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  • #5037815
  • Manufacturer: Warner Home Video
  • UPC #085391108115
  • Model #110811



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    Detail Description
    Detailed Description
    (Manufacturer # 110811 )

      Dedicated to his mentors Sergio Leone and Don Siegel, Clint Eastwood's 1992 Oscar-winner examines the mythic violence of the Western, taking on the ghosts of his own star past. Disgusted by Sheriff "Little Bill" Daggett's decree that several ponies make up for a cowhand's slashing a whore's face, Big Whiskey prostitutes, led by fierce Strawberry Alice (Frances Fisher), take justice into their own hands and put a $1000 bounty on the lives of the perpetrators. Notorious outlaw-turned-hog farmer William Munny (Eastwood) is sought out by neophyte gunslinger the Schofield Kid (Jaimz Woolvett) to go with him to Big Whiskey and collect the bounty. While Munny insists, "I ain't like that no more," he needs the bounty money for his children, and the two men convince Munny's clean-living comrade Ned Logan (Morgan Freeman) to join them in righting a wrong done to a woman. Little Bill (Oscar-winner Gene Hackman), however, has no intention of letting any bounty hunters impinge on his iron-clad authority. When pompous gunman English Bob (Richard Harris) arrives in Big Whiskey with pulp biographer W.W. Beauchamp (Saul Rubinek) in tow, Little Bill beats Bob senseless and promises to tell Beauchamp the real story about violent frontier life and justice. But when Munny, the true unwritten legend, comes to town, everyone soon learns a harsh lesson about the price of vindictive bloodshed and the malleability of ideas like "justice." "I don't deserve this," pleads Little Bill. "Deserve's got nothin' to do with it," growls Munny, simultaneously summing up the insanity of western violence and the legacy of Eastwood's Man With No Name. ~ Lucia Bozzola, Rovi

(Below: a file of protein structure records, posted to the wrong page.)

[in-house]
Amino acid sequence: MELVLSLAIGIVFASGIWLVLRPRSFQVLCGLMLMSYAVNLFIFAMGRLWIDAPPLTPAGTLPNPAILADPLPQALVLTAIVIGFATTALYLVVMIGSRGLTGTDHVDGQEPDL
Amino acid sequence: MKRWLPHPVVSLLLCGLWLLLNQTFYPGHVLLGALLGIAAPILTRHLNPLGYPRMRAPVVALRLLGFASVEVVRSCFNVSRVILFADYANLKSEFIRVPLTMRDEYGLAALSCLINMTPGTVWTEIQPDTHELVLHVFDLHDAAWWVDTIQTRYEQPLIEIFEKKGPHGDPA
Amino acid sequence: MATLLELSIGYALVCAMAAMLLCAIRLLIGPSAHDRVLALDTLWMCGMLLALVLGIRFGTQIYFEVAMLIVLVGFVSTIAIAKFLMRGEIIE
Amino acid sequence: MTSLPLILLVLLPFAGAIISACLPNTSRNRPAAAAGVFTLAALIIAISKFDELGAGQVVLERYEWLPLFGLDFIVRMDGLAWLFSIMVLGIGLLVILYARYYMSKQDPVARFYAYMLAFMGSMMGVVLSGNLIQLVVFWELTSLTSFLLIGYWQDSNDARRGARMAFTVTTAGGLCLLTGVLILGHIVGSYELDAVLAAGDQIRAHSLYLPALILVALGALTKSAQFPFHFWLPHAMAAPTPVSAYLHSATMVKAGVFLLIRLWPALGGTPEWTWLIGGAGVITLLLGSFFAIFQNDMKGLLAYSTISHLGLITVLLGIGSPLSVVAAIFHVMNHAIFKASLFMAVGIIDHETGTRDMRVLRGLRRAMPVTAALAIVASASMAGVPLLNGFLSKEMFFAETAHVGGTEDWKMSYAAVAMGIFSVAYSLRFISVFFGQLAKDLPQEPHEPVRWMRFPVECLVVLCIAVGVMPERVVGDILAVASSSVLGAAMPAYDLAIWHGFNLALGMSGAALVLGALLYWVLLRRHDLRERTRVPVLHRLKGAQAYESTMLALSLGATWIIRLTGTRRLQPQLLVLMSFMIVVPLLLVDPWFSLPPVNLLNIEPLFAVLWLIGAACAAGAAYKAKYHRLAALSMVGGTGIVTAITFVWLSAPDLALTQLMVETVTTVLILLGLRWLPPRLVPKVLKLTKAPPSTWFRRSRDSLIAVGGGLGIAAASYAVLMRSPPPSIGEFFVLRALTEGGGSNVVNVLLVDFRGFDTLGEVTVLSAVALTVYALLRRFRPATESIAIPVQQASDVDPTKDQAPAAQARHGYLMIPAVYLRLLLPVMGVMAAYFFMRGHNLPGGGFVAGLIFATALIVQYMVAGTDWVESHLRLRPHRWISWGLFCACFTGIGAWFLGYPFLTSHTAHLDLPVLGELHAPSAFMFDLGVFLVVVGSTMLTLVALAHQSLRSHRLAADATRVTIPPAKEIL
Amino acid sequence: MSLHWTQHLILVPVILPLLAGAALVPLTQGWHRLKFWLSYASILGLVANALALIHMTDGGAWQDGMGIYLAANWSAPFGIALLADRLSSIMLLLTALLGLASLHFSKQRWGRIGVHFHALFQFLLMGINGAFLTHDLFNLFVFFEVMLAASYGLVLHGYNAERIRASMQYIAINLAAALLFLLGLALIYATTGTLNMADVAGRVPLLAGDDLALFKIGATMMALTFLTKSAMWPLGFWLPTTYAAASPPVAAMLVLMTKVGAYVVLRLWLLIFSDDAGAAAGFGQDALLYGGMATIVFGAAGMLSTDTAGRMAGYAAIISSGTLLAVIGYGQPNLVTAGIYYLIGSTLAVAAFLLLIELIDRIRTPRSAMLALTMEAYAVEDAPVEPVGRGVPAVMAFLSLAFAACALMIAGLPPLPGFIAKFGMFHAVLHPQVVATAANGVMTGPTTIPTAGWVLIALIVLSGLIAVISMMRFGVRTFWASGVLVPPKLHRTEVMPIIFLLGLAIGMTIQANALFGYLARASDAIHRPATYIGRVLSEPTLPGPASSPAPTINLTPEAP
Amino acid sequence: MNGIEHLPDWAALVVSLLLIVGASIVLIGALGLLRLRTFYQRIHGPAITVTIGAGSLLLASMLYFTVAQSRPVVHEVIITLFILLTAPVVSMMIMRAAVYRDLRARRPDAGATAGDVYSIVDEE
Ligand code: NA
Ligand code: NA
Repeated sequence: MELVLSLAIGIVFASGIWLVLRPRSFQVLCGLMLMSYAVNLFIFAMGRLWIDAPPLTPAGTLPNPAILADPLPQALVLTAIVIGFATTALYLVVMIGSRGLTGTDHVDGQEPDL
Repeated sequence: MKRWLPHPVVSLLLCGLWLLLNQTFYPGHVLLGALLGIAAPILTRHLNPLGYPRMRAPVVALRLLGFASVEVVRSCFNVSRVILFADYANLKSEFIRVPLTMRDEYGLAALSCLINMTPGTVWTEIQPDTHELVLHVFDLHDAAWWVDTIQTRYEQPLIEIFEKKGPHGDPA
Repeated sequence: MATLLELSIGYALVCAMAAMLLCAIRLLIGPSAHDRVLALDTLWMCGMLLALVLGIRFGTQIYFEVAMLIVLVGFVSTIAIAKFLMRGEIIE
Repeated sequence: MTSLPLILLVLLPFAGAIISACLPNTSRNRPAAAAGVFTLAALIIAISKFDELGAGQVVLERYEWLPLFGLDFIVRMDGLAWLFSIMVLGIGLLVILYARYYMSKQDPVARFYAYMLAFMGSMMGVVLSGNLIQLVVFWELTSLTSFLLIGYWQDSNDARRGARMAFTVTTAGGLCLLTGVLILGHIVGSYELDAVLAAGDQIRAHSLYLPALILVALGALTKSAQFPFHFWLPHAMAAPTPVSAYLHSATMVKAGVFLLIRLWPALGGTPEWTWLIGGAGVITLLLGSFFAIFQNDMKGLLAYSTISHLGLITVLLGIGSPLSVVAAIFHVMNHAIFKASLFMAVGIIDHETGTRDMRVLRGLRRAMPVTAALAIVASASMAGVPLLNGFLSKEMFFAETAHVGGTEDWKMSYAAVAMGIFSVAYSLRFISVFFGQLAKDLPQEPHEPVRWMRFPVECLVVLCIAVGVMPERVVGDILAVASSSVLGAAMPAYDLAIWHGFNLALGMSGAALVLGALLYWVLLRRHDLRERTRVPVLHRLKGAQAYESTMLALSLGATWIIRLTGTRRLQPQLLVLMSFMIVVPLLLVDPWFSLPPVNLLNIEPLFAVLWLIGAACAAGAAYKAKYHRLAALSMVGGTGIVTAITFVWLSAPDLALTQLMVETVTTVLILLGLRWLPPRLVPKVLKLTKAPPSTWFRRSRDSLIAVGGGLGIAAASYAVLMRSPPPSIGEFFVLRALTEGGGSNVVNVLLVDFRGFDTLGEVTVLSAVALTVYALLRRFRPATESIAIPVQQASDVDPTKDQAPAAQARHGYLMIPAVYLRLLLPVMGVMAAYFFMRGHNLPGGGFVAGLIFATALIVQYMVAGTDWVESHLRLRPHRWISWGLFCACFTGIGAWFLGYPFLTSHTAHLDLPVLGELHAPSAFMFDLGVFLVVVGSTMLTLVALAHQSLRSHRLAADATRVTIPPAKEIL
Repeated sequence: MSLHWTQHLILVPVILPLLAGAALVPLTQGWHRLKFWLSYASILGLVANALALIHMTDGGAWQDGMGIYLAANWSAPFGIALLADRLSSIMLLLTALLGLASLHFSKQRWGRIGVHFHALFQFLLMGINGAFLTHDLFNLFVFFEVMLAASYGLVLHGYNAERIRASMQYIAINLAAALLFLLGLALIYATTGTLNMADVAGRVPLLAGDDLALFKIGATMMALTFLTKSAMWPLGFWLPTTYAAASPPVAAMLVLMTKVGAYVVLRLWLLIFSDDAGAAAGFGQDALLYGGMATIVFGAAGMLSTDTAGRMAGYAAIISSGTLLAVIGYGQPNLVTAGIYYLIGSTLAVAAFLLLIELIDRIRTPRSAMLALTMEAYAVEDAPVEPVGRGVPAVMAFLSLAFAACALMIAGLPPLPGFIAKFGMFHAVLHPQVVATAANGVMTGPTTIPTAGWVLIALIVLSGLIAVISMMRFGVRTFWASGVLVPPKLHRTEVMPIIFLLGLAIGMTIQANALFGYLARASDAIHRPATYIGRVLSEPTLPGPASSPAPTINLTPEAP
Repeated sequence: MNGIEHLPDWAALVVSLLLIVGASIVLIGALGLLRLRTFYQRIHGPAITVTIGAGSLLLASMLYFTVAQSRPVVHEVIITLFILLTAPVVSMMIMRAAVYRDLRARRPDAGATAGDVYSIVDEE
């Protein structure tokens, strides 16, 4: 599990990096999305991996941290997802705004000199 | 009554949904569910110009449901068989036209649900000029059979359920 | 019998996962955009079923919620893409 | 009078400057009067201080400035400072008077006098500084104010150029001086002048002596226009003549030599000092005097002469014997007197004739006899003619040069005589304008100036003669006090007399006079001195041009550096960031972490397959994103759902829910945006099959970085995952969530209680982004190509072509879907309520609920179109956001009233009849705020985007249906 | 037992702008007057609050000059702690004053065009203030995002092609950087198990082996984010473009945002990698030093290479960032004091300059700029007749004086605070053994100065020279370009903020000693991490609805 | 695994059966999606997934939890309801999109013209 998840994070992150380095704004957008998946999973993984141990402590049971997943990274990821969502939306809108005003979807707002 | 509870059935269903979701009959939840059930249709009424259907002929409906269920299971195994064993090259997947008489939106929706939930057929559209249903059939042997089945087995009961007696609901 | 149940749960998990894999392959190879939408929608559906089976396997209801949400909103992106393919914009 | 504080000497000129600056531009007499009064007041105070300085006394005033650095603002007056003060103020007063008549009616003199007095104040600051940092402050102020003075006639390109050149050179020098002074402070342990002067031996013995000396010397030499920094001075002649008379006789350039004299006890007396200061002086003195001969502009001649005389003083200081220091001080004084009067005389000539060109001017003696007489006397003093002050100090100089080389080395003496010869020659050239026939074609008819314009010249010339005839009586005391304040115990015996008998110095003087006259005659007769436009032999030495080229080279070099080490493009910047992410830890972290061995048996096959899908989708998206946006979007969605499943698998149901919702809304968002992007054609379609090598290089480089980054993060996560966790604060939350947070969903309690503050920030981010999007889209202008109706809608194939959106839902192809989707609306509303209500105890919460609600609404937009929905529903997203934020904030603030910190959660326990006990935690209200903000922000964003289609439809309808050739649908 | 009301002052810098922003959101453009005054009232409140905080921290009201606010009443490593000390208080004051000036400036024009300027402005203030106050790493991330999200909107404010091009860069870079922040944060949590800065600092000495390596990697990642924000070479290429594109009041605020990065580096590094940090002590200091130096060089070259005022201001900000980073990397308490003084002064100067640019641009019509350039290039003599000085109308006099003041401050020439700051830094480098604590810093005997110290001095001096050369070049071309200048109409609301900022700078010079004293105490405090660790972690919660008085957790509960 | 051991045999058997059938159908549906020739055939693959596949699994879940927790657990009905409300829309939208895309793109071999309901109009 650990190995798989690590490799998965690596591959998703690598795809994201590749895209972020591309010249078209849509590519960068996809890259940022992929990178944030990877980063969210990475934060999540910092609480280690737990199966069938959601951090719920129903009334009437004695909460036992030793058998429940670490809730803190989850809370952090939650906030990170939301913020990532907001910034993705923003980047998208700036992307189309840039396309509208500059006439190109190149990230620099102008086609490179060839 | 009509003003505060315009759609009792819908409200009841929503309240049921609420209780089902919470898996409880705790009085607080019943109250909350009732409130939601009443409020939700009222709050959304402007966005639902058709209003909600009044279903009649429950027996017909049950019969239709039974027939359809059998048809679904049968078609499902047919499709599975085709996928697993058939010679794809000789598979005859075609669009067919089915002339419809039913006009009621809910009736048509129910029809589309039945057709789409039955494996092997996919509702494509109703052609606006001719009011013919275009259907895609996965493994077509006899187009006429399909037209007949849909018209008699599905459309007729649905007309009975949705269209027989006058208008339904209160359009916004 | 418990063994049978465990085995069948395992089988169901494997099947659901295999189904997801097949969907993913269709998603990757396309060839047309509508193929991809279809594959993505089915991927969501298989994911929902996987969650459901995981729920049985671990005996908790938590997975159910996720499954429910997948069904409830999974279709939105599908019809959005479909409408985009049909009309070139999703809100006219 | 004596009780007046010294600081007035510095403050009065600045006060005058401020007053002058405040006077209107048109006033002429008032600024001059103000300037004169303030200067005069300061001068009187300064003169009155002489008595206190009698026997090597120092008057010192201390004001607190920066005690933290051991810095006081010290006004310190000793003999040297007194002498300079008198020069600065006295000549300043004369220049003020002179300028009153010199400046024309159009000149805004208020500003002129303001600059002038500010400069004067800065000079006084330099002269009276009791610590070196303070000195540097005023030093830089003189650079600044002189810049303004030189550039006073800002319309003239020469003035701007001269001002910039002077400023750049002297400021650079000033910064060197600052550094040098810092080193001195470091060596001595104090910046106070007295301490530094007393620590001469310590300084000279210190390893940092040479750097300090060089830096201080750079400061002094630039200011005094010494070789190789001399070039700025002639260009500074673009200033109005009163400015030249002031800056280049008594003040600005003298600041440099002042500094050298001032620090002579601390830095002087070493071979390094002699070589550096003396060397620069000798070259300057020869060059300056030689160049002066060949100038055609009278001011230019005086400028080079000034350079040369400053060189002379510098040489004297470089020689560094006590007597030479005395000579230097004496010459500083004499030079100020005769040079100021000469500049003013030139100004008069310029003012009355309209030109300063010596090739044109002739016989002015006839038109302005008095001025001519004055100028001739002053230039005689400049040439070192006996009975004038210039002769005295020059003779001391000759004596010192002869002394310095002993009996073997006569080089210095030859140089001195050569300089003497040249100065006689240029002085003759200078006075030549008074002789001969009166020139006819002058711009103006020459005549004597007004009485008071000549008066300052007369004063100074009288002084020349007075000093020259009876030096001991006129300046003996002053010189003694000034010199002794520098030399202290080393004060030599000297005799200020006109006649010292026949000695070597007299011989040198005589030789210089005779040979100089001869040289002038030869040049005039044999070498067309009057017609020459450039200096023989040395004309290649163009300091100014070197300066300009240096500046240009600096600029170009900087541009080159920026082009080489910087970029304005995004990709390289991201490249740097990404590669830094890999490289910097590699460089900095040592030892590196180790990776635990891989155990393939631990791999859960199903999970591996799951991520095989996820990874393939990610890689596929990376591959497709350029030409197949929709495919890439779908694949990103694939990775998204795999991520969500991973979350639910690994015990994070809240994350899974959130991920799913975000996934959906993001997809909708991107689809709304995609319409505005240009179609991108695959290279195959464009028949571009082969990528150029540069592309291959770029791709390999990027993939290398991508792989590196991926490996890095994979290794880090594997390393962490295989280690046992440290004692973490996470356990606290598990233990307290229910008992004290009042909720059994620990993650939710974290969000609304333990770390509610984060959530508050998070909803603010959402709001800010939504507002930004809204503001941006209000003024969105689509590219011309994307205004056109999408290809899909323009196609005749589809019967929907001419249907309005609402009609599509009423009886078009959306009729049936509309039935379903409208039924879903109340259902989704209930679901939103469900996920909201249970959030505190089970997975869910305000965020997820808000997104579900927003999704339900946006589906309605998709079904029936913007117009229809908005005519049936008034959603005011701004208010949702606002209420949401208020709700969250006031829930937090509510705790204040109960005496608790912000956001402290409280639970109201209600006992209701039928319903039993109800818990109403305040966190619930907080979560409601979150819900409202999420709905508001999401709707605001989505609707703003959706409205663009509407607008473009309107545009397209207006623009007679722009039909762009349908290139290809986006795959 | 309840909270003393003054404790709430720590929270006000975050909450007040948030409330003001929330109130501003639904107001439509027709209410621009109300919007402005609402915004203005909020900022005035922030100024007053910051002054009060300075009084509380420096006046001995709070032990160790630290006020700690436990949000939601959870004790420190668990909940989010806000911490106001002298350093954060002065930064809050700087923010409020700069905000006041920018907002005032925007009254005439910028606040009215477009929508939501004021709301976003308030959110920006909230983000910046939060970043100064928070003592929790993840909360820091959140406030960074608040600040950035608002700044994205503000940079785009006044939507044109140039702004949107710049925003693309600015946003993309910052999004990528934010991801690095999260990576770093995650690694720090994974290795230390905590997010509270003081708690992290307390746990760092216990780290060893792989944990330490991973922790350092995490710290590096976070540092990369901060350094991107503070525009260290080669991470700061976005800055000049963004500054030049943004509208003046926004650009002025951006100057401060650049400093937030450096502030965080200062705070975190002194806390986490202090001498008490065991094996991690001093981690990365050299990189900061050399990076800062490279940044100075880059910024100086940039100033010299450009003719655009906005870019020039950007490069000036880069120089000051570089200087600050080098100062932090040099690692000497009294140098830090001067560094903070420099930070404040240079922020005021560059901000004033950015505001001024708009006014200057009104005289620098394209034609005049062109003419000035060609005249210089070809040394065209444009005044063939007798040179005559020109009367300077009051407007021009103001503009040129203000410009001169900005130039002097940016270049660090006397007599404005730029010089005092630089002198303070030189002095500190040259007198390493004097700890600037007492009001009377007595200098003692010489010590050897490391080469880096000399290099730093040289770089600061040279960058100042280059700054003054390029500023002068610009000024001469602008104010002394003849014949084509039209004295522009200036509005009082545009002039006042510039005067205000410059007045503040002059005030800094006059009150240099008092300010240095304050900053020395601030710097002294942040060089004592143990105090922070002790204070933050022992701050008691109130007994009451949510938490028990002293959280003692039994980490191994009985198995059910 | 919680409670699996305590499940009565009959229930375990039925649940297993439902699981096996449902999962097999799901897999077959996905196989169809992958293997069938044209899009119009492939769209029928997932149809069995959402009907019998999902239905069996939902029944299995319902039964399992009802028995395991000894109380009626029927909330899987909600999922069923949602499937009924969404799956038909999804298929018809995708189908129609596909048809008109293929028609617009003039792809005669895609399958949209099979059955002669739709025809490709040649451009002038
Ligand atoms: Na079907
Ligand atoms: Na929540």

Movie Type
    Movie Level Themes
      Bounty Hunters, Redemption, Sheriffs and Outlaws, Out For Revenge
    Movie Level Tones
      Tense, Harsh, Somber, Bleak, Lyrical, Gritty

    DVD Features

    • Commentary by Eastwood biographer Richard Schickel
    • 4 documentaries:
    • -All on Acconta Pullin' a Trigger
    • -Eastwood & Co.: Making Unforgiven
    • -Eastwood...a Star
    • -Eastwood on Eastwood
    • Classic Maverick episode Duel at Sundown
    • Theatrrical trailer
    • 1992--British Academy of Film and Television Arts, David Peoples-Nominee
    • 1992--British Academy of Film and Television Arts, Gene Hackman-Nominee
    • 1991--National Society of Film Critics, Clint Eastwood-Winner
    • 1992--Hollywood Foreign Press Association, Gene Hackman-Winner
    AMG Rating


      Appearing two years after Kevin Costner's Oscar-winning megahit Dances With Wolves, Unforgiven helped spur a mini-revival of the moribund genre in the 1990s that included Posse (1993), Tombstone (1993), and Sharon Stone's "Man With No Name" turn in The Quick and the Dead (1995). Written by David Webb Peoples in 1976, the script was bought by Clint Eastwood in the early '80s, though he waited until he was old enough to play psychotic antihero William Munny as a grizzled veteran of a bloody past, rather than someone closer to the younger Eastwood of Sergio Leone's "Dollars" trilogy and Don Siegel's Dirty Harry (1971). Upon its release in August 1992, seven years after Eastwood's previous western Pale Rider, Unforgiven was praised as an uncompromising revisionist masterpiece, showcasing Eastwood's visual command of western landscapes and locations and his perceptive yet critical view of the genre's mythology and his own place in its "machinery of violence." After deliberately pacing the reemergence of Munny's pathology, Eastwood shrouds the climactic shoot-out in cinematographer Jack N. Green's dark shadows and heavy rainfall reminiscent of film noir, rendering Munny's return to Eastwood's lethal star form unsettling in its victory. Unforgiven became an unexpected serious hit in a season of popcorn movies, eventually grossing over $100 million and reviving Eastwood's star standing after a series of late '80s flops. After winning several critics' prizes, it became one of only a handful of westerns to win the Best Picture Oscar; Eastwood's status behind the camera was finally acknowledged with a Best Director statuette. ~ Lucia Bozzola, Rovi


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